“The Orange County Soccer Club made some gross mischaracterizations of the situation,” Chi said. “For the OC Soccer Club to indicate they haven’t been kept in the loop or we were looking to give away their stadium…they know that’s not accurate.” 

But in an interview with Voice of OC, OC Soccer leadership said the first they heard about the Galaxy potentially moving into their stadium came at the same time as everyone else did. 

“The club have received no formal communication from either the city or the Galaxy. The first we officially kenw of this proposal was the published agenda on Thursday morning,” said Chad Romiti, the team’s PR manager. 

LA Galaxy declined Voice of OC’s request for an interview when asked about the move, but provided a statement via email saying they were open to letting other teams use the field.  

“LA Galaxy are not interested in an exclusive arrangement…and have advised all parties of our willingness to open conversations with the city of Irvine and other stakeholders on mutually-acceptable arrangements pertaining to the use of the stadium moving forward.” 

Under the plans prepared by city staff in the posted agenda, Galaxy would’ve been the only professional team allowed to play at the stadium, and the field can currently only support three days of use per week.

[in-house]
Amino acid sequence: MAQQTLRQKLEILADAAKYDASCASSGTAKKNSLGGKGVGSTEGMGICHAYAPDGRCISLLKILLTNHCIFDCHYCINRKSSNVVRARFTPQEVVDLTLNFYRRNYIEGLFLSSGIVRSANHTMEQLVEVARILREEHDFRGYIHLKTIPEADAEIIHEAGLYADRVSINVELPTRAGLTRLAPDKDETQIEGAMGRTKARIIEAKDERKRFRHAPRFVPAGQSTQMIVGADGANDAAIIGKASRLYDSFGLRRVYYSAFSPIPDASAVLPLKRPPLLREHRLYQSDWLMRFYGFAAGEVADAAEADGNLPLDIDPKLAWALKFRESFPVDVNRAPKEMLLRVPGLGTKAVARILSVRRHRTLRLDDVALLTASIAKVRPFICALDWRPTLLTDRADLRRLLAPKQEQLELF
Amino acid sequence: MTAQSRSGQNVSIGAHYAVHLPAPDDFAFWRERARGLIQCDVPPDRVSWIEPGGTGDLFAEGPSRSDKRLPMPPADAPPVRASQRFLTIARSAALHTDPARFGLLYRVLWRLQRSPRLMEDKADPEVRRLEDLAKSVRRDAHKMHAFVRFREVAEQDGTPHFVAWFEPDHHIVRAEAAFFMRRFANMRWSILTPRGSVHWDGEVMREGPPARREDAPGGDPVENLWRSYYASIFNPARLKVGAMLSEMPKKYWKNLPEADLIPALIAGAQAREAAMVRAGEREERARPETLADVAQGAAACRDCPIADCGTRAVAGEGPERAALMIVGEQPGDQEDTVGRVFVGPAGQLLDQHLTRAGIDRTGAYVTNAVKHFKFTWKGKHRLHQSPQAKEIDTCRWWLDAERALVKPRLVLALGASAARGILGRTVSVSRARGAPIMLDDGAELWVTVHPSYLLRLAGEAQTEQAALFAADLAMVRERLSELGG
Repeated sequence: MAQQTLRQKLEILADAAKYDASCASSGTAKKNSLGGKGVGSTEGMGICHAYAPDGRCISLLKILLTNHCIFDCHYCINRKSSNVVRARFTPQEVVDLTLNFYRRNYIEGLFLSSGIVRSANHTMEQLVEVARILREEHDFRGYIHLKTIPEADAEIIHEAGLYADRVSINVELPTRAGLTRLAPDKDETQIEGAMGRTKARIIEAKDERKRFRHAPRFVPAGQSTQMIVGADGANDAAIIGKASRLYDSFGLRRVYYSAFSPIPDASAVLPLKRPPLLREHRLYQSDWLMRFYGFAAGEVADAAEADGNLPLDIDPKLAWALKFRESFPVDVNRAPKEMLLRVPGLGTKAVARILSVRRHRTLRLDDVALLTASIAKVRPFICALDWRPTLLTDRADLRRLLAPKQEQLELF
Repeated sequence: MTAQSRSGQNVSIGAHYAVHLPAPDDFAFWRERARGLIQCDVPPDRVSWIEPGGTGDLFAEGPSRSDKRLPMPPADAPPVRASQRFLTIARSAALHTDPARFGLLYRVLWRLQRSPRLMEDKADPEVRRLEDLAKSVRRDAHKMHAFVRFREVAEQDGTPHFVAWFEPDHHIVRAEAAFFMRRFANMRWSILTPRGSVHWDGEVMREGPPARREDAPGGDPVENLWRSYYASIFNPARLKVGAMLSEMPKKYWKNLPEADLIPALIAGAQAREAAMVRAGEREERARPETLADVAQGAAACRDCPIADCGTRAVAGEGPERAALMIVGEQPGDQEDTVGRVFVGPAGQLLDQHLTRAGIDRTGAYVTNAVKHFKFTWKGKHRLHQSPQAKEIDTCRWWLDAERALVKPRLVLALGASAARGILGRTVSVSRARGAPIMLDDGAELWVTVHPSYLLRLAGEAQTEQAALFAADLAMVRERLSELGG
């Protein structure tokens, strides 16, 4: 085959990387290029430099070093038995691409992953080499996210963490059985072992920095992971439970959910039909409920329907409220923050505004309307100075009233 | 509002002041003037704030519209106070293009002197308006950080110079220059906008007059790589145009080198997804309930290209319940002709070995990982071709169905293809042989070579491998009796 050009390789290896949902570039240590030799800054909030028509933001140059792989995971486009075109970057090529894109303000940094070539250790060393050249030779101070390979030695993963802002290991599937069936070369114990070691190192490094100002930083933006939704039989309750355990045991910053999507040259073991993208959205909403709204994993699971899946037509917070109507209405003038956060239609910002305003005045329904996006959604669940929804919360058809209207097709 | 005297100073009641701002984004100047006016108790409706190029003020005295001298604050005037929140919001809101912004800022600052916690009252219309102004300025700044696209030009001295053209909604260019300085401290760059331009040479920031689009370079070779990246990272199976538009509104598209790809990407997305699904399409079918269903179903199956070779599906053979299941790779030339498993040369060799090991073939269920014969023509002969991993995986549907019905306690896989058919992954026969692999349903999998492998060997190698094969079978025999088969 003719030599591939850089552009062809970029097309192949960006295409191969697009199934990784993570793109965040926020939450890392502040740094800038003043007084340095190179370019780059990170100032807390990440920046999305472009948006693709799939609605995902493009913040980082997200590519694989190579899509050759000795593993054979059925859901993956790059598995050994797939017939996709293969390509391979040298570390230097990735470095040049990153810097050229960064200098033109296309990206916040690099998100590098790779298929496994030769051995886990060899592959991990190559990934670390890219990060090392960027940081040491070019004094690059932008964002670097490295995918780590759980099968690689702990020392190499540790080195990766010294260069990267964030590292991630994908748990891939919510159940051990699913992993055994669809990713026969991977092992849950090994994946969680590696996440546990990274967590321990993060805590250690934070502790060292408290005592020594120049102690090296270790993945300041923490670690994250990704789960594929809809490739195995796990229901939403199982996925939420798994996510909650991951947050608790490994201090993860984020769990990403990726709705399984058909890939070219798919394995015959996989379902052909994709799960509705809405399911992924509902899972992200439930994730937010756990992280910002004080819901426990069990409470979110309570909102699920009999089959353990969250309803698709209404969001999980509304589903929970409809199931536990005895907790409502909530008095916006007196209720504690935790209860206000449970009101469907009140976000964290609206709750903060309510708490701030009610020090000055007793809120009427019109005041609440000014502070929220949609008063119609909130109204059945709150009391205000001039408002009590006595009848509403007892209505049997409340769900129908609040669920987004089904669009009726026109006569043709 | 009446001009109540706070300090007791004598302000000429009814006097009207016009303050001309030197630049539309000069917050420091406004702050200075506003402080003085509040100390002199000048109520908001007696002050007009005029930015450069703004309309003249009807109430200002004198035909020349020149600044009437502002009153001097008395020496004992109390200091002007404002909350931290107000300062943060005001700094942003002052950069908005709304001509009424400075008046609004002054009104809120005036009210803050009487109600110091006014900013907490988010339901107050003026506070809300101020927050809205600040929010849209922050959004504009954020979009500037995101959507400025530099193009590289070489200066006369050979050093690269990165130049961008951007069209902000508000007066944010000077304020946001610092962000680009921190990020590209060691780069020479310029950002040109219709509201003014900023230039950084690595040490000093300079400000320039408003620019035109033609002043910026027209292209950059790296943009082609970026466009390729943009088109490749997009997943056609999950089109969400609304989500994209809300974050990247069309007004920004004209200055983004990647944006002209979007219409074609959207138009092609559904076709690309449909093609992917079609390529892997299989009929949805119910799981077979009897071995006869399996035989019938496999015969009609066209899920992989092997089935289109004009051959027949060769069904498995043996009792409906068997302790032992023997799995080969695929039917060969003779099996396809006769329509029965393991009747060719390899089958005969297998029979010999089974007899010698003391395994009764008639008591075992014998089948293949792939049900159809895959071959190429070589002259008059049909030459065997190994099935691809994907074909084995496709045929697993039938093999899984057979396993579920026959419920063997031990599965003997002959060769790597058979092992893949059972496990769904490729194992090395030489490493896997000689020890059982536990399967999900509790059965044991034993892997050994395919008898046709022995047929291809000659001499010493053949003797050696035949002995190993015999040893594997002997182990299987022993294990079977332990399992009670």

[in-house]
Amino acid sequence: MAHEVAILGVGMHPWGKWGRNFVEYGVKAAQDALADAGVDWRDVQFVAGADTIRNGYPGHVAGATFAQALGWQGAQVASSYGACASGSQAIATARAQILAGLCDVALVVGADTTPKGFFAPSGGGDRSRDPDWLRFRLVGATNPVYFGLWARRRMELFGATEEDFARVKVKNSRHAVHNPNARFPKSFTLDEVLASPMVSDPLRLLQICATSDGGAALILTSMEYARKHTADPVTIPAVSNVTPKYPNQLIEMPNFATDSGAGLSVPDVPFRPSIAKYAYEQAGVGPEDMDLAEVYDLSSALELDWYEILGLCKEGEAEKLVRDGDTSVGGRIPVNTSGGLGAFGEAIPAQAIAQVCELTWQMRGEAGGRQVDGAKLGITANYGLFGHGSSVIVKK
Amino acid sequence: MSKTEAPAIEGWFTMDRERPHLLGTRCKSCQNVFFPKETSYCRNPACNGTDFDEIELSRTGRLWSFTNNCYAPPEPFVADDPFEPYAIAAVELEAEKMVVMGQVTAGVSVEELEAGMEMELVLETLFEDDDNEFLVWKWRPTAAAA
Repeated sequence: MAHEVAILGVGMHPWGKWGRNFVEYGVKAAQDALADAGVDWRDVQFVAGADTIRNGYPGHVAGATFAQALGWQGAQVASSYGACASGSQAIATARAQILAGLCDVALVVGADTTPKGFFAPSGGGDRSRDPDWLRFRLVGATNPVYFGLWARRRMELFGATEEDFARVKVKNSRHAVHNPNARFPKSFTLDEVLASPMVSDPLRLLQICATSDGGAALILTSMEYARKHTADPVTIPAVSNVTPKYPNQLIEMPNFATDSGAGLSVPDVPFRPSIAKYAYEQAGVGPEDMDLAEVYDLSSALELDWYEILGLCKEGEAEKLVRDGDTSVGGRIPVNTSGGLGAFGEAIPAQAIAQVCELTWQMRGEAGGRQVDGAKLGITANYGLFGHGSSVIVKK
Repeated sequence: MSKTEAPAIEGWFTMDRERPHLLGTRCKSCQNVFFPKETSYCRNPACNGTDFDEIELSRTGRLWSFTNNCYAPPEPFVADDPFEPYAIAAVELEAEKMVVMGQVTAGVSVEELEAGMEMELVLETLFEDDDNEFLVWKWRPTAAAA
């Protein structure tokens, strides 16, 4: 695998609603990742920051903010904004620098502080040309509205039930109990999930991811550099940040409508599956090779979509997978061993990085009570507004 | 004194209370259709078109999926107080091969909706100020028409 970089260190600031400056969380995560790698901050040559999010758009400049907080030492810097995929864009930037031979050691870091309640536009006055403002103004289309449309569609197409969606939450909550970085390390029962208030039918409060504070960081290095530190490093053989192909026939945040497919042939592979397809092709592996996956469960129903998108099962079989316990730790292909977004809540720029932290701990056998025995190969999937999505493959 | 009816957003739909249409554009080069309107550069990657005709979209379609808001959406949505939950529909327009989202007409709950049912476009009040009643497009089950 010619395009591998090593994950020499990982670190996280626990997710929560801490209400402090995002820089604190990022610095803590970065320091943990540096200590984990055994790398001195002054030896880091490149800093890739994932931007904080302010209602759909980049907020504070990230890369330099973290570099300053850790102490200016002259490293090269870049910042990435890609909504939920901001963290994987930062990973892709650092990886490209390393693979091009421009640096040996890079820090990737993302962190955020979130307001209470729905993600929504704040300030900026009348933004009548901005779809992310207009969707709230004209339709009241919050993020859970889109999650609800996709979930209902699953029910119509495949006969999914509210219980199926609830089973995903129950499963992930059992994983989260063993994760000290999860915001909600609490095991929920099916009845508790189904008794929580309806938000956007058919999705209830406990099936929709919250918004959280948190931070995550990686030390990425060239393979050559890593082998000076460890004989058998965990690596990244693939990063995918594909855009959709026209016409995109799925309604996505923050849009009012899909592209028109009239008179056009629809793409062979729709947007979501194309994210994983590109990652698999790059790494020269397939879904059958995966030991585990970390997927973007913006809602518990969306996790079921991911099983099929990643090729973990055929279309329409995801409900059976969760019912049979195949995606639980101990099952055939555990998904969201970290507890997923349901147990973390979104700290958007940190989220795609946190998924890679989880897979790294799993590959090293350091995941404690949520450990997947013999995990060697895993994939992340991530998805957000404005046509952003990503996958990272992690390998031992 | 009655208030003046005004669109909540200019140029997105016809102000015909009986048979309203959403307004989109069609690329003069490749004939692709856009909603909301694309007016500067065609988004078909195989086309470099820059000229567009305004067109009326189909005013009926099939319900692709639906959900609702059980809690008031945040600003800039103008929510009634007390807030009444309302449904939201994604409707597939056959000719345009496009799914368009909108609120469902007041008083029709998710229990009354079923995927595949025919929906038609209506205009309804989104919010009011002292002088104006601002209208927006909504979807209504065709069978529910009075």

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Amidst the discussion on which team gets the stadium, some community members are advocating for a third option: ignore the debate about the teams and replace the field with artificial grass. 

According to Chi and Ryan Bertoni, vice chair of the city’s Sports Committee, the city only gets to use the field one third of the year because of how much goes into maintaining the grass, blocking sports like football and lacrosse from being able to participate. 

“We have heard a lot of feedback from community based groups that the current operational model, which was built, paid for and managed by Irvine taxpayer dollars, has Irvine based groups struggling to access the facility because we prioritize professional groups,” Chi said. 

Bertoni pointed to the six high schools in the city and to other groups in the surrounding area who would love to use the field, asking why they were maintaining the grass when it kept them off the field a majority of the year and banned sports like football and lacrosse from using it. 

“While grass is a phenomenal idea and we’d all love to play football on grass, it’s not feasible to have a grass stadium,” Bertoni said in an interview with Voice of OC. “I know the soccer groups like to play on grass, but…it’s not like the soccer groups can’t play on there.”  

The United Soccer League allows teams to use artificial fields if they’re FIFA approved, and has a partnership with AstroTurf according to their website

If the field were replaced, city staff say the annual maintenance costs would drop from around $500,000-$700,000 a year to $7,500. 

Artificial turf would also open up the field for the entire year and allow more than three games per week, and increase the total number of hours people could use it because it suffers less wear and tear than ordinary grass. 

In a letter posted to the team’s website, Keston, the OC Soccer Club’s owner, said the team was “not opposed,” to playing on turf and that discussion had “no bearing,” on the current issue. 

LA Galaxy hasn’t stated one way or the other whether they’d still want the field if it was converted to turf. 

Noah Biesiada is a Voice of OC Reporter. Contact him at nbiesiada@voiceofoc.org or on Twitter @NBiesiada.